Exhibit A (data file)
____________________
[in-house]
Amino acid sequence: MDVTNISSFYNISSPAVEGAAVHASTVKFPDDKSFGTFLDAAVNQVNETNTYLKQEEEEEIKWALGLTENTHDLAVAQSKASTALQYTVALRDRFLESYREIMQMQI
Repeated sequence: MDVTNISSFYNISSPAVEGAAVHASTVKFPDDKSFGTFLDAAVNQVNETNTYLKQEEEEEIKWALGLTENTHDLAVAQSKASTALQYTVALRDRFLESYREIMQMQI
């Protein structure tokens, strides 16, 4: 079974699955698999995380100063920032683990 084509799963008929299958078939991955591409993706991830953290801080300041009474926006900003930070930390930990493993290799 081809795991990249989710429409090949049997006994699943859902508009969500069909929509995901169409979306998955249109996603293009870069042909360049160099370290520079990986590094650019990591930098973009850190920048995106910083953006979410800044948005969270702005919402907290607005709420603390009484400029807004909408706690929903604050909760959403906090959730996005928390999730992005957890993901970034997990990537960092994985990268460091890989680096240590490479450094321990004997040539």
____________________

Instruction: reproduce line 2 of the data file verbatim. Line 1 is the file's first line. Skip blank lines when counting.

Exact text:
Amino acid sequence: MDVTNISSFYNISSPAVEGAAVHASTVKFPDDKSFGTFLDAAVNQVNETNTYLKQEEEEEIKWALGLTENTHDLAVAQSKASTALQYTVALRDRFLESYREIMQMQI